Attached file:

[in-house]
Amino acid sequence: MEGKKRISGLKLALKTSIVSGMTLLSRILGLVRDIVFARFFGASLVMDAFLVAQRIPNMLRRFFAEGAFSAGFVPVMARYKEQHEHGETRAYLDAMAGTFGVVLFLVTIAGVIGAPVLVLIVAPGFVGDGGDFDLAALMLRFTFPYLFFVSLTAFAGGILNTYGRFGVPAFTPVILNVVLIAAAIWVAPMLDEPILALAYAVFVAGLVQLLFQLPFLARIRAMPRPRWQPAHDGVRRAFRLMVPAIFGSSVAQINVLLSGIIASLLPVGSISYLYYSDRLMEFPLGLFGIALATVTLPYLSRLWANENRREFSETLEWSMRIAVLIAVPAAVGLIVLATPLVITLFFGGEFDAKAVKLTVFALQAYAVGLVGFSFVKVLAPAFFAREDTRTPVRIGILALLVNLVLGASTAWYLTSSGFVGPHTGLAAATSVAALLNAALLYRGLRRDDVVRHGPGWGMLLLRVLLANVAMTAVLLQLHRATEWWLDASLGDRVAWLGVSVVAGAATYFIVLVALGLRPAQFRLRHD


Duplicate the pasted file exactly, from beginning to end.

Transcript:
[in-house]
Amino acid sequence: MEGKKRISGLKLALKTSIVSGMTLLSRILGLVRDIVFARFFGASLVMDAFLVAQRIPNMLRRFFAEGAFSAGFVPVMARYKEQHEHGETRAYLDAMAGTFGVVLFLVTIAGVIGAPVLVLIVAPGFVGDGGDFDLAALMLRFTFPYLFFVSLTAFAGGILNTYGRFGVPAFTPVILNVVLIAAAIWVAPMLDEPILALAYAVFVAGLVQLLFQLPFLARIRAMPRPRWQPAHDGVRRAFRLMVPAIFGSSVAQINVLLSGIIASLLPVGSISYLYYSDRLMEFPLGLFGIALATVTLPYLSRLWANENRREFSETLEWSMRIAVLIAVPAAVGLIVLATPLVITLFFGGEFDAKAVKLTVFALQAYAVGLVGFSFVKVLAPAFFAREDTRTPVRIGILALLVNLVLGASTAWYLTSSGFVGPHTGLAAATSVAALLNAALLYRGLRRDDVVRHGPGWGMLLLRVLLANVAMTAVLLQLHRATEWWLDASLGDRVAWLGVSVVAGAATYFIVLVALGLRPAQFRLRHD